The study of fossilised remains of herbivorous animals, particularly those rare findings with well-preserved gastrointestinal tracts filled with plant remains, is crucial to our understanding of the environment in which they lived. Summarising thirty years of research, Ukraintseva presents evidence on plants once eaten by Siberia's major herbivorous mammals. The collection of pollen and plant spores from food remains sheds light on the vegetation of these ancient habitats, enabling researchers to reconstruct local floras of the time. This also promotes further insight into the causes of the extinction of various species due to changing environmental conditions and food availability. Providing a history of the research undertaken, the book also includes specific chapters on the Cherski horse and bison, along with the vegetation and climate of Siberia in the late Anthropogene period, making it a lasting reference tool for graduate students and researchers in the field.Read more
- Summarises thirty years of Siberian research, providing a full history of the research undertaken and enabling a better understanding of the extinction of species due to changing environmental conditions and food availability
- Features twenty full-page plates with microphotographs of pollen and plant spores collected from the food remains of fossil mammals
- Presents new and detailed information on the vegetation of ancient habitats, enabling researchers to reconstruct local floras and climates of the time
Reviews & endorsements
'This book should be studied by every paleobotanist, paleoecologist, paleontologist, and archaeologist interested in arctic environments, climate change, extinctions, and early human adaptations to far northern latitudes. Ukraintseva's volume brings much of the paleoecological information available only in the Russian language to the English-speaking scientific community and this fact alone makes this a very valuable contribution. This volume is a very useful compilation of information regarding past environments of northern Siberia and the relationship to the ecology of the mammoth faunal complex. Valentina Ukraintseva should be congratulated on a job well done.' Steven R. Holen, Arctic, Antarctic and Alpine Research
06th Sep 2013 by Elenaheuser
Russia is a terra of mammoths. A huge herd of mammoths lived here in the remote past. The book Mammoths and the Environment by V. Ukraintseva is the unique encyclopaedia about mammoths` life, their environment and the causes of their extinction. I would recommend this book to all researchers and scientists, exploring the mysteries of flora and fauna of the past and looking for a good substantiated and realistic analysis. It would also be simply interesting to read for all the curious people, caring for their Planet Earth.See all reviews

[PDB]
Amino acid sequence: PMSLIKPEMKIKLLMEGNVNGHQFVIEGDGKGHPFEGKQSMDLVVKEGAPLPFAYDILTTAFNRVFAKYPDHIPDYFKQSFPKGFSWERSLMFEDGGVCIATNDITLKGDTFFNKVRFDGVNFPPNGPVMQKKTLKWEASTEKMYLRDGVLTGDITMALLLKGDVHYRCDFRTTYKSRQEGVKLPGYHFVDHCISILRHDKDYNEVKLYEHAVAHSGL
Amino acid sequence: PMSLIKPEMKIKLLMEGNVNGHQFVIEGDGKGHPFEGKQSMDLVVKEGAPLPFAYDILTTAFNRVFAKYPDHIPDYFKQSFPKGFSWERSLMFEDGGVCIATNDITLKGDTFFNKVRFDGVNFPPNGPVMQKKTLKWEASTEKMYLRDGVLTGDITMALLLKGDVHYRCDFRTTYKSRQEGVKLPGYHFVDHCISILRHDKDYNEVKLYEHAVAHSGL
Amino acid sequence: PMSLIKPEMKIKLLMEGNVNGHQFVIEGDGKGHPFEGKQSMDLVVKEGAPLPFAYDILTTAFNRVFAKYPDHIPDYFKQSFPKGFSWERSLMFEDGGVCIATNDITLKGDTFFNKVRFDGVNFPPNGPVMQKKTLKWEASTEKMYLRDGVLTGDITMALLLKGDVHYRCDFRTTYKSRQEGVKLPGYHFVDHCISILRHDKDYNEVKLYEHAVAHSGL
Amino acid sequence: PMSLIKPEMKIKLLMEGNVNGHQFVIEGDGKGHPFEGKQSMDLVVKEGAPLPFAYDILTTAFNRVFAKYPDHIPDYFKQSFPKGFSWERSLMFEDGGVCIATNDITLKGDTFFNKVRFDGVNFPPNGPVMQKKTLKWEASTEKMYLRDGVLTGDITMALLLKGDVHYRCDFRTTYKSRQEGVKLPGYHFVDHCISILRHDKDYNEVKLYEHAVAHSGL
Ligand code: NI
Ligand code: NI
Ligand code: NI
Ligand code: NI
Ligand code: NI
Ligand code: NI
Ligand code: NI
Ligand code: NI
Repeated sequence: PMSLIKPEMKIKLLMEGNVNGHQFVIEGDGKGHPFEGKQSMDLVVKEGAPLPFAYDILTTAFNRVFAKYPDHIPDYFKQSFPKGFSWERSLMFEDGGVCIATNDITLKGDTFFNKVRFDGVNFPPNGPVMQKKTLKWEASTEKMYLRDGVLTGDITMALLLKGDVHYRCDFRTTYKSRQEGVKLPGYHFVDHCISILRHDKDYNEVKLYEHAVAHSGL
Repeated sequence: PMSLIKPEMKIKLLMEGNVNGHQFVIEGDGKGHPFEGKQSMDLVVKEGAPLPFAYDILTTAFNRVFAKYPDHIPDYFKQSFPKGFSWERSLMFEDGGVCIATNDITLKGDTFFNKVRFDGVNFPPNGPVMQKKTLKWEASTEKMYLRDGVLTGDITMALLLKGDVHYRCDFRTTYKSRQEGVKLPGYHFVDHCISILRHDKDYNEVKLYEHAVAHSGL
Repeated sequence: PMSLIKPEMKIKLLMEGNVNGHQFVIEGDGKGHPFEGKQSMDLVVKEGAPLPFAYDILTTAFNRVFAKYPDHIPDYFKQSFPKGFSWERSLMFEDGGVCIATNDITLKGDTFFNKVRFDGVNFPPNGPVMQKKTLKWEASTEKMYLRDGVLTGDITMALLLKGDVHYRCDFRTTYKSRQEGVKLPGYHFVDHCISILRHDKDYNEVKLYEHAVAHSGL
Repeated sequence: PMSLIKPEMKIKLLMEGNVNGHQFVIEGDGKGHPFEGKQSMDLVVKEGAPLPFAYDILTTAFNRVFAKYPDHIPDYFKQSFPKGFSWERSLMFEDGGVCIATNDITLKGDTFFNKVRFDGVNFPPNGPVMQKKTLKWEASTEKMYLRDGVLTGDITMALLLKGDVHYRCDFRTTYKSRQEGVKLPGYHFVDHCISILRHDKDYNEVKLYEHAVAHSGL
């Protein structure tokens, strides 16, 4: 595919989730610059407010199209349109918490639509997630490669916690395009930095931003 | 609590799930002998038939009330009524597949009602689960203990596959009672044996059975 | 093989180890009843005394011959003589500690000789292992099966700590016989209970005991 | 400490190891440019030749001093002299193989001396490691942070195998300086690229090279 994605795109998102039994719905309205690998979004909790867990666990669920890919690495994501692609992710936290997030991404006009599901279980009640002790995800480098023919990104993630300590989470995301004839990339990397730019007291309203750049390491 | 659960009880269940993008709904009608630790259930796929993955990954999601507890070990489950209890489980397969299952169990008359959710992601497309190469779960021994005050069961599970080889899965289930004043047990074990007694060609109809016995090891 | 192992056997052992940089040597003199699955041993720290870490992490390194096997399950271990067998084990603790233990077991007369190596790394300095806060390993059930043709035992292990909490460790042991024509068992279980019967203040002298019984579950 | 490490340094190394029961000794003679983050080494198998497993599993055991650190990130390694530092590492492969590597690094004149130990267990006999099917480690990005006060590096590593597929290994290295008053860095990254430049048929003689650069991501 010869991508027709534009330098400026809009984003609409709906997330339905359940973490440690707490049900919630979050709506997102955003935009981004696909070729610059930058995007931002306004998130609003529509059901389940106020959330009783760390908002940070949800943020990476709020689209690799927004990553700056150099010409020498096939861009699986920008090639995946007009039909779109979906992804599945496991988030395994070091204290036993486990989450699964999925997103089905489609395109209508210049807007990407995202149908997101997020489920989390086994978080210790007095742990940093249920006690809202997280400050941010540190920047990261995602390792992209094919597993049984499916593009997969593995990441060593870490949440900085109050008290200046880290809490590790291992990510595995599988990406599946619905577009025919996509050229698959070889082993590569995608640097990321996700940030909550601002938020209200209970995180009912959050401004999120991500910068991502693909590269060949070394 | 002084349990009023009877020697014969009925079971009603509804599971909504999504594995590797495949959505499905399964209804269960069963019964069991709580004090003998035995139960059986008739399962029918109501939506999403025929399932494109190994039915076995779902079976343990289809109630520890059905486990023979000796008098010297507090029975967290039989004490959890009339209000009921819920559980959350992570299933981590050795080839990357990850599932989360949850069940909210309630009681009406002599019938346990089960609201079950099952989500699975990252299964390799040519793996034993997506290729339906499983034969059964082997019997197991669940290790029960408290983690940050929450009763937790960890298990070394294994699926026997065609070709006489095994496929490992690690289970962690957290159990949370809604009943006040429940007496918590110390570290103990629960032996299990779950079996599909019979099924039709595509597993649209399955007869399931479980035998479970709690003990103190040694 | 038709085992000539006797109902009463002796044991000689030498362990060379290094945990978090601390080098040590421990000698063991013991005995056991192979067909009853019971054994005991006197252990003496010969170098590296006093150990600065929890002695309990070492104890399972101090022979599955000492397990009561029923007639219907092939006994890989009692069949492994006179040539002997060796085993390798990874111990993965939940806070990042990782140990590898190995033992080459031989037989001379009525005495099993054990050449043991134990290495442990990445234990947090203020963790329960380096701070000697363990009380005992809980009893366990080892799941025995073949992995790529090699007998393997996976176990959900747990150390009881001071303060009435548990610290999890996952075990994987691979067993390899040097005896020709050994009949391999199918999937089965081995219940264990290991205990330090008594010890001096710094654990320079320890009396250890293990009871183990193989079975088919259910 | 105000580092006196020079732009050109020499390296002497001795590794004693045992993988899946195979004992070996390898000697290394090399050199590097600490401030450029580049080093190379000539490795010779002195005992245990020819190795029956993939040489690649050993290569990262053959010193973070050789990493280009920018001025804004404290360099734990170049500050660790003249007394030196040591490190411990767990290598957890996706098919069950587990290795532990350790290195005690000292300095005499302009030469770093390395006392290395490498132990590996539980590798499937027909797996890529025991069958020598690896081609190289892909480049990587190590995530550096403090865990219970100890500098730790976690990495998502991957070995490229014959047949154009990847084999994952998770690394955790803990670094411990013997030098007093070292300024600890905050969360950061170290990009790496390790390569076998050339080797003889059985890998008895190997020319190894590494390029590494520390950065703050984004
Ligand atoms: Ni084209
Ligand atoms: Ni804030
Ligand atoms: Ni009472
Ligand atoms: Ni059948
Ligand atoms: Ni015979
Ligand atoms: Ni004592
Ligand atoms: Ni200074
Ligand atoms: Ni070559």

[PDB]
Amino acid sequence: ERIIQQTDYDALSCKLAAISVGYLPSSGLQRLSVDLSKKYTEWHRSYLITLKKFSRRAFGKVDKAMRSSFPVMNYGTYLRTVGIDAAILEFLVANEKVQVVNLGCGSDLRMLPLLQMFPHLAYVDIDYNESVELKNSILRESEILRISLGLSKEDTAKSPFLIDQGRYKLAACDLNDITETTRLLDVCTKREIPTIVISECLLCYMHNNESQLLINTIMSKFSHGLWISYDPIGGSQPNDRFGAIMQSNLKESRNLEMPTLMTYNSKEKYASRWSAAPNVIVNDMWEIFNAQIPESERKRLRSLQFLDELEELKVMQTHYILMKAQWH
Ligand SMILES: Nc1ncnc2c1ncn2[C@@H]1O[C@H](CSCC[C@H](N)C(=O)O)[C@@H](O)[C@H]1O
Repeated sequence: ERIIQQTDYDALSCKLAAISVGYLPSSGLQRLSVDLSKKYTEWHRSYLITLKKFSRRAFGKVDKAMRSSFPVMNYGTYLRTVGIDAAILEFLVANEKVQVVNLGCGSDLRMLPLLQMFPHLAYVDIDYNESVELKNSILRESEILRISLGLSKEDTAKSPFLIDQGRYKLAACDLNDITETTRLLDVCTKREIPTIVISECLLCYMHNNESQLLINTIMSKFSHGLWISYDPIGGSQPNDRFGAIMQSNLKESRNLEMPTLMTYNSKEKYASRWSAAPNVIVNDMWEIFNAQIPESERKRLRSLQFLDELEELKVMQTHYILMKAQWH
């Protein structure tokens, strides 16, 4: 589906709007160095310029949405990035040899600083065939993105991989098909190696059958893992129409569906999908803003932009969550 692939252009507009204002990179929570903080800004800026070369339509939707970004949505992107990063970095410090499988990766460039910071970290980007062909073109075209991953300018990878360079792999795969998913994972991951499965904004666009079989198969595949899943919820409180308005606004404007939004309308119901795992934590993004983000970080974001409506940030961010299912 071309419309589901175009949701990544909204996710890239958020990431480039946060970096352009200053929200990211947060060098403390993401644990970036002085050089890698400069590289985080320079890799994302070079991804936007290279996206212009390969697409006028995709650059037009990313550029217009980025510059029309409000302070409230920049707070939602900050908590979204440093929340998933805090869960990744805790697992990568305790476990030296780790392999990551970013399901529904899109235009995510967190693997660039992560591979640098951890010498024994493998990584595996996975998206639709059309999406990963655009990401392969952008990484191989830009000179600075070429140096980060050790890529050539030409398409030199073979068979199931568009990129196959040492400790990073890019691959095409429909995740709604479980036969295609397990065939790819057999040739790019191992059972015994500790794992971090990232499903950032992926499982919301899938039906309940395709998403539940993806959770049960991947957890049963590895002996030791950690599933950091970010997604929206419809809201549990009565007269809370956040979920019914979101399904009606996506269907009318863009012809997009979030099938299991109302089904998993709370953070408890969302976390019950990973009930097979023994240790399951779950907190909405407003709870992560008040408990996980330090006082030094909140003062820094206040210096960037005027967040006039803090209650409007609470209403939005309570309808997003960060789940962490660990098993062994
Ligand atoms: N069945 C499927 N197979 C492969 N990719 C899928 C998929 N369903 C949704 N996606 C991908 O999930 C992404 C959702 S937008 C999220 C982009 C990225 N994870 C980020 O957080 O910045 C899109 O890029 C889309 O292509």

07th Jan 2014 by Gahaynes
This is an informative and valuable book. Like most books worth owning, it has multiple integrated uses. For example, it is partly a reference work, providing a historical record or early and recent mammoth studies in the north, and it notably provides a fascinating English translation of Otto Herz’s 1901 recovery of the famous Berezovka mammoth carcass. It also provides details about other frozen large mammals from Siberia, including a horse, a bison, and several other mammoths, with expert analysis of paleobotanical data derived from the food remains associated with the carcasses. The second half of the book presents the author’s conclusions about Siberian paleoflora based on pollen, spores, and macrofossils recovered with the frozen carcasses. The author sets forth solidly based characterizations of regional vegetation and climate. Interglacials were dominated by forests and poorly drained landscapes, which led to spatially fragmented populations of the large herbivores, while glacials were dominated by treeless landscapes and the expansion of large herbivore ranges. In the next to last chapter, the author discusses possible causes for the geologically quick extinction of woolly mammoth, woolly rhinoceros, and other taxa, and proposes that fast rates of change in temperature and vegetational responses at the end of the Pleistocene severely stressed the mainly cold-adapted species. The final chapter is a brief summary of the author’s clearly formulated conclusions. The book has numerous tables that mainly show the results of the author’s painstaking pollen analysis, and abundant figures, photographs, maps, and line drawings. I do wish the publisher had invested a bit of effort to improve the printing of some photographs, which could have been easily done with an image-editing program. Overall this easy to read book is highly recommended as an important source of information, some of it summarized from earlier studies but most of it reported here in original form.
Review was not posted due to profanity×
- Date Published: August 2013
- format: Hardback
- isbn: 9781107027169
- length: 354 pages
- dimensions: 233 x 156 x 20 mm
- weight: 0.68kg
- contains: 107 b/w illus. 16 tables
- availability: In stock
Table of Contents
1. Some pages of history
2. Material and methods
3. The mammoth faunal complex
4. Solving the mysteries of the Siberian mammoth and its companions
5. Food remains of fossil herbivorous mammals as indicators of Late Quaternary floras in the North of Siberia
6. Vegetation and climate of Siberia in the Late Quaternary
7. Why did the mammoths die out so quickly?
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